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Reviewed by K T Bowes for Readers' Favorite
Nebraska's Map is a real treasure of its own. Roger Ladd Memmott has created a world of uncertainty to surround his volatile, over-thinking characters, whose intricately woven existence is both insular and dangerous. Rubi and Wyatt share a common love, birthed during primary school and blossoming into an honest and compatible friendship. They are best friends turned lovers, but confused by a familial affection which points an incestuous finger at their relationship. Both have separately pressed the self-destruct button in younger lives and the detritus has and will carry forward now, threatening to stain their future irrevocably. The presence of the unnamed and unknown man and child in the barn adds an incredible dimension to the storyline—as a simple act of kindness during a cold Christmas, which Rubi clings to as an act of redemption—and has the power to change everything. Each of these delightful characters will find in each other something they never recalled losing.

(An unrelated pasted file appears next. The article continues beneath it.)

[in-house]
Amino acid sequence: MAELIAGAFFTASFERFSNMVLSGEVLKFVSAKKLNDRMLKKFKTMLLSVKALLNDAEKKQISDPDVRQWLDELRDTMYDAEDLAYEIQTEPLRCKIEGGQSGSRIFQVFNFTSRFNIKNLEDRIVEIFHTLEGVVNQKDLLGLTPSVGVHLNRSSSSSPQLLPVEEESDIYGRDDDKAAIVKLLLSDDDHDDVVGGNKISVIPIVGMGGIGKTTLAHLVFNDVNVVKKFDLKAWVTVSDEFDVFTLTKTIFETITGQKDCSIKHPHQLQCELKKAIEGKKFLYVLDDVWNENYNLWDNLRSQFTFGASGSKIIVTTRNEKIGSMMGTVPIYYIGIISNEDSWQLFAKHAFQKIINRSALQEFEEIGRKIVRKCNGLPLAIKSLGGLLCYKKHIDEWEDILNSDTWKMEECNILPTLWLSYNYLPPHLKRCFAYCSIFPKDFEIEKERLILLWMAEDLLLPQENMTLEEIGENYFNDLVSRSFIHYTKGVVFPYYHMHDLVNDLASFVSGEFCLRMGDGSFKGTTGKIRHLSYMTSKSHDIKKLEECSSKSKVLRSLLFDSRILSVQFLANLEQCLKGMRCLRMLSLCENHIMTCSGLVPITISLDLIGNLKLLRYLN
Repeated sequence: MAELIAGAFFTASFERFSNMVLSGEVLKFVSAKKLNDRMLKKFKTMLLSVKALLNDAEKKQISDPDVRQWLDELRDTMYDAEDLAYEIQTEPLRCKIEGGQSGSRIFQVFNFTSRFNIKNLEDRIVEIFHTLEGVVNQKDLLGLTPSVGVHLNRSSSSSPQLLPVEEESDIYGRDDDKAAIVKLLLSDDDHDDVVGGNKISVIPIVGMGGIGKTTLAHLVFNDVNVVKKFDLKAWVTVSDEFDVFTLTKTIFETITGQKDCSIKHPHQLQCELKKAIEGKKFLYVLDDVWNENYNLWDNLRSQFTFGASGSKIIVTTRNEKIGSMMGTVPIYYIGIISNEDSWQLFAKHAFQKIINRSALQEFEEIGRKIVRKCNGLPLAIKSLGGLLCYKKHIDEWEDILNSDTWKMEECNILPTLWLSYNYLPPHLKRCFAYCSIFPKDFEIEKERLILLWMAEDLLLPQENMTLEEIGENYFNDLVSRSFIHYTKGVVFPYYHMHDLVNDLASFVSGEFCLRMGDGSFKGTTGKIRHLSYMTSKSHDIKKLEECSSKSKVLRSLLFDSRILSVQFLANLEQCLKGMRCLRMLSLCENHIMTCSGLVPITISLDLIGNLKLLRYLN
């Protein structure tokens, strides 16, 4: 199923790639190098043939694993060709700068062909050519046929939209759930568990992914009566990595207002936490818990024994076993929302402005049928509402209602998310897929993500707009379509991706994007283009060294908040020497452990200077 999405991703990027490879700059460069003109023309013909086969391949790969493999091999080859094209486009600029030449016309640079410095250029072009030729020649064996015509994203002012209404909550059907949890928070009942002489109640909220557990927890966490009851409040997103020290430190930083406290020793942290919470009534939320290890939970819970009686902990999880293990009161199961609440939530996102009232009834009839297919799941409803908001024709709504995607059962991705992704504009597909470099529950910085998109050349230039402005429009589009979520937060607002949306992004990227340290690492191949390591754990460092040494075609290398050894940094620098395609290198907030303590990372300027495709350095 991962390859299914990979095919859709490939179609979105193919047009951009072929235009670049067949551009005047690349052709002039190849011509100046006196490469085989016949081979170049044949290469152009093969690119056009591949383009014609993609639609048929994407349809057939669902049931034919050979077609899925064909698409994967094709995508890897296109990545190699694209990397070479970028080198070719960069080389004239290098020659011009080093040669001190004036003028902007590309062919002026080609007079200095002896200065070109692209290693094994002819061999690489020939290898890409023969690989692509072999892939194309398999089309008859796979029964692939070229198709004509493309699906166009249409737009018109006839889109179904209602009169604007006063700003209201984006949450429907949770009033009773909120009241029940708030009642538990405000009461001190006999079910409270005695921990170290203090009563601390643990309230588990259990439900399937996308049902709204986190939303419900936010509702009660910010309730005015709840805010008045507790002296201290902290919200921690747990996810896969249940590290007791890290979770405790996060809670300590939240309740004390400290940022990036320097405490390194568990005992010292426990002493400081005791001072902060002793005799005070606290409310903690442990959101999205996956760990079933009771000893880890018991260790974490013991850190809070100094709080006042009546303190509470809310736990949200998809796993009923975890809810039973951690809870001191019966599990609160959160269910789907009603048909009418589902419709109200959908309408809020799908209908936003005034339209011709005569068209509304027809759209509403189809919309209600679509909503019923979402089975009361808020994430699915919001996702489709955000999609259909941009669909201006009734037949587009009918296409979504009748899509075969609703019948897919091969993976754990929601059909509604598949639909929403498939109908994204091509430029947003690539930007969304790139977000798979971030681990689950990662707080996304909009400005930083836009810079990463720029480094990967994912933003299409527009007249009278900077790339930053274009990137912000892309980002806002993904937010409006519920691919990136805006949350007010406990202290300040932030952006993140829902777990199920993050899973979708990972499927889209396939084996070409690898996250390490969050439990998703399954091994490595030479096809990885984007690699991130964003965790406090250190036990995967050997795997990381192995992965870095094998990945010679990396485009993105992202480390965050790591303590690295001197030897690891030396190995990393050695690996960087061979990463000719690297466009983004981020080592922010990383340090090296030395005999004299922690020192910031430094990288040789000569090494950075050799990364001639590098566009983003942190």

The little girl with no name is so well drawn that the reader falls in love with her from the start. She has innocence and vulnerability with a realistic feistiness, which makes her both endearing and scary. Roger Memmott makes a perceptive parallel between the child and Rubi, demonstrating how the search for redemption is best found through the act of redeeming. Desperate to save herself, Rubi ends up saving the loveless little girl. I loved her quaint colloquial speech, which was both genius and very hard to pull off. The character portrayal is the most skillful and endearing part of the novel, introspective enough to stand confidently alongside D.H. Lawrence's 'Sons and Lovers.' The powerful descriptions are intricate and frequent. The storyline is effective and gripping enough to keep the reader fast-pedaling through the pages, but it is the involvement in the soup of human emotions that is most rewarding. I would definitely recommend this novel to anyone wanting more than your average story.